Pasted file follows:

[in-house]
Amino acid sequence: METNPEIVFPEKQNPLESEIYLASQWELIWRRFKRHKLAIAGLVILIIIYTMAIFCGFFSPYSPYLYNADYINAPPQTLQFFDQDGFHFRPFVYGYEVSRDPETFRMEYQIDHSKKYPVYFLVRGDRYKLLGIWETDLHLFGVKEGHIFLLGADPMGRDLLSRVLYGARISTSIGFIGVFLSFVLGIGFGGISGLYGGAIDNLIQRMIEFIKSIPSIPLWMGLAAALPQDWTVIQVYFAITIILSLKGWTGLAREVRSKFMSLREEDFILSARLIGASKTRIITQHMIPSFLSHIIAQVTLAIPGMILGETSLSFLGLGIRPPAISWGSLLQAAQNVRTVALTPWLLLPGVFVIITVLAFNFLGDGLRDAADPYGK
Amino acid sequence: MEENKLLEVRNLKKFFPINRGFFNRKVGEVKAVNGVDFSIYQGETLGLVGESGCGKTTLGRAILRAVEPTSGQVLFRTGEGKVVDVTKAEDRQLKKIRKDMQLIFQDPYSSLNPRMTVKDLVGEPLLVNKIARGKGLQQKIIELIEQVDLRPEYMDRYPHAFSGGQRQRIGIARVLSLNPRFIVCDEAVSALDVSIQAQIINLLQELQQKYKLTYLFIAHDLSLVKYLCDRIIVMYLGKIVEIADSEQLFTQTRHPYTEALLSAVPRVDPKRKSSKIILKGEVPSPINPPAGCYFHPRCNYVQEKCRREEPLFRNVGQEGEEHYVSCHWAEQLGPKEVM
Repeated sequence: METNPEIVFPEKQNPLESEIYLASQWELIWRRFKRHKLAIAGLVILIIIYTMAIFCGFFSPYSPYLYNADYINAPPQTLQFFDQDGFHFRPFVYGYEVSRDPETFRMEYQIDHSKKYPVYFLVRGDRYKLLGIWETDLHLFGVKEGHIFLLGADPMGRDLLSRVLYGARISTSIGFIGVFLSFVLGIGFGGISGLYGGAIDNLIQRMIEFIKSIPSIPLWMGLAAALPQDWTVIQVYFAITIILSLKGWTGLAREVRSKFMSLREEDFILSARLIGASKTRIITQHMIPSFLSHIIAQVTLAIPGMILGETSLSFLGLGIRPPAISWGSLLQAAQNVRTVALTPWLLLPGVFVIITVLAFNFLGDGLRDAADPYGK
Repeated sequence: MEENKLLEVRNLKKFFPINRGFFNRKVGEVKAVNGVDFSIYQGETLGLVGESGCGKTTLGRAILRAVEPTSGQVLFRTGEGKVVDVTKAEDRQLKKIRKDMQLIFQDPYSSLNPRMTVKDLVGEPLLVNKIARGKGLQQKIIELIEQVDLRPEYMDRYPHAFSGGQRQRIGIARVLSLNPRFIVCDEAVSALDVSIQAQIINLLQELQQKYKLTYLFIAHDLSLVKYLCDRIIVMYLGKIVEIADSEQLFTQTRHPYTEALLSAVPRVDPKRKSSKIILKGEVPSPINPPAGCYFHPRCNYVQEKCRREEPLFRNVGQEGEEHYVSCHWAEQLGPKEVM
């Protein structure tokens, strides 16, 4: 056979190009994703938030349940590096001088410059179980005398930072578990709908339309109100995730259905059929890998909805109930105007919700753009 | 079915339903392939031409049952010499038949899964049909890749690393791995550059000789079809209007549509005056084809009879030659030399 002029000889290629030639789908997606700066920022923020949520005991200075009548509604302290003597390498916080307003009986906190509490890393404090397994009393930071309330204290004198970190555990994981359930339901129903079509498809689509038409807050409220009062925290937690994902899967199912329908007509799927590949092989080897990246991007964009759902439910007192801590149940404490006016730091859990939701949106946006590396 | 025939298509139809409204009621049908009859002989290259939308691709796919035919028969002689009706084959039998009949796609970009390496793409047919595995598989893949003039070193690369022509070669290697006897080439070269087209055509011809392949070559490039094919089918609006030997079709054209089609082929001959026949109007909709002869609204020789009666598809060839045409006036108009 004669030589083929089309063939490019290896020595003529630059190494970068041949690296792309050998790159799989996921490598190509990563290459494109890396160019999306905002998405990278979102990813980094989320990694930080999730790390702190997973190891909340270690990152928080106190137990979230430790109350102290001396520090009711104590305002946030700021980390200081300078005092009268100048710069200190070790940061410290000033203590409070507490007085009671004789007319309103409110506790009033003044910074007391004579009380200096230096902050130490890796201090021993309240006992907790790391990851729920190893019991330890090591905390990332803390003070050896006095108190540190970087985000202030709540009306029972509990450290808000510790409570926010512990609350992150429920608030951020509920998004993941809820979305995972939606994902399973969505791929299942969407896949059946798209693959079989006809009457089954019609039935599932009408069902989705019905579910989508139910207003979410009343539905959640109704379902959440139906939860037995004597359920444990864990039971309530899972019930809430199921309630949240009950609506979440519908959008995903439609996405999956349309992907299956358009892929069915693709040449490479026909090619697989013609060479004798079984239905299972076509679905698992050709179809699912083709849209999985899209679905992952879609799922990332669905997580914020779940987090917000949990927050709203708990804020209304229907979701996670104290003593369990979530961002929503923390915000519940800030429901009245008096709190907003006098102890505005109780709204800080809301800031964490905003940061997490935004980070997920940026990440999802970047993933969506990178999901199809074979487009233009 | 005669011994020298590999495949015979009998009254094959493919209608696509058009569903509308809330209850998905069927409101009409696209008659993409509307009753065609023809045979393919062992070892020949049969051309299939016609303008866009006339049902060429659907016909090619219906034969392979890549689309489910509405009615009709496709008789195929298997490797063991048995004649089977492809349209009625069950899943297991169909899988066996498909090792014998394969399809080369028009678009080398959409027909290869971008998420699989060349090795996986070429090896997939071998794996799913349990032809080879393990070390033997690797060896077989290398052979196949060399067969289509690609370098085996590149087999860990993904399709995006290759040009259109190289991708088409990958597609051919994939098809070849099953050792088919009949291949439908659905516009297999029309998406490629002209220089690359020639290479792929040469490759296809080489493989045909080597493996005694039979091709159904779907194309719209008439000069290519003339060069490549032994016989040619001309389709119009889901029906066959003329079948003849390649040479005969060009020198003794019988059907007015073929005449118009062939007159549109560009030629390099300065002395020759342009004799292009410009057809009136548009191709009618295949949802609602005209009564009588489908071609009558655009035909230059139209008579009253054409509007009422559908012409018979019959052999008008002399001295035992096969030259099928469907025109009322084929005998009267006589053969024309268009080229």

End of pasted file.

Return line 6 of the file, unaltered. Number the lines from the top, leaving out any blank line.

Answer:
């Protein structure tokens, strides 16, 4: 056979190009994703938030349940590096001088410059179980005398930072578990709908339309109100995730259905059929890998909805109930105007919700753009 | 079915339903392939031409049952010499038949899964049909890749690393791995550059000789079809209007549509005056084809009879030659030399 002029000889290629030639789908997606700066920022923020949520005991200075009548509604302290003597390498916080307003009986906190509490890393404090397994009393930071309330204290004198970190555990994981359930339901129903079509498809689509038409807050409220009062925290937690994902899967199912329908007509799927590949092989080897990246991007964009759902439910007192801590149940404490006016730091859990939701949106946006590396 | 025939298509139809409204009621049908009859002989290259939308691709796919035919028969002689009706084959039998009949796609970009390496793409047919595995598989893949003039070193690369022509070669290697006897080439070269087209055509011809392949070559490039094919089918609006030997079709054209089609082929001959026949109007909709002869609204020789009666598809060839045409006036108009 004669030589083929089309063939490019290896020595003529630059190494970068041949690296792309050998790159799989996921490598190509990563290459494109890396160019999306905002998405990278979102990813980094989320990694930080999730790390702190997973190891909340270690990152928080106190137990979230430790109350102290001396520090009711104590305002946030700021980390200081300078005092009268100048710069200190070790940061410290000033203590409070507490007085009671004789007319309103409110506790009033003044910074007391004579009380200096230096902050130490890796201090021993309240006992907790790391990851729920190893019991330890090591905390990332803390003070050896006095108190540190970087985000202030709540009306029972509990450290808000510790409570926010512990609350992150429920608030951020509920998004993941809820979305995972939606994902399973969505791929299942969407896949059946798209693959079989006809009457089954019609039935599932009408069902989705019905579910989508139910207003979410009343539905959640109704379902959440139906939860037995004597359920444990864990039971309530899972019930809430199921309630949240009950609506979440519908959008995903439609996405999956349309992907299956358009892929069915693709040449490479026909090619697989013609060479004798079984239905299972076509679905698992050709179809699912083709849209999985899209679905992952879609799922990332669905997580914020779940987090917000949990927050709203708990804020209304229907979701996670104290003593369990979530961002929503923390915000519940800030429901009245008096709190907003006098102890505005109780709204800080809301800031964490905003940061997490935004980070997920940026990440999802970047993933969506990178999901199809074979487009233009 | 005669011994020298590999495949015979009998009254094959493919209608696509058009569903509308809330209850998905069927409101009409696209008659993409509307009753065609023809045979393919062992070892020949049969051309299939016609303008866009006339049902060429659907016909090619219906034969392979890549689309489910509405009615009709496709008789195929298997490797063991048995004649089977492809349209009625069950899943297991169909899988066996498909090792014998394969399809080369028009678009080398959409027909290869971008998420699989060349090795996986070429090896997939071998794996799913349990032809080879393990070390033997690797060896077989290398052979196949060399067969289509690609370098085996590149087999860990993904399709995006290759040009259109190289991708088409990958597609051919994939098809070849099953050792088919009949291949439908659905516009297999029309998406490629002209220089690359020639290479792929040469490759296809080489493989045909080597493996005694039979091709159904779907194309719209008439000069290519003339060069490549032994016989040619001309389709119009889901029906066959003329079948003849390649040479005969060009020198003794019988059907007015073929005449118009062939007159549109560009030629390099300065002395020759342009004799292009410009057809009136548009191709009618295949949802609602005209009564009588489908071609009558655009035909230059139209008579009253054409509007009422559908012409018979019959052999008008002399001295035992096969030259099928469907025109009322084929005998009267006589053969024309268009080229």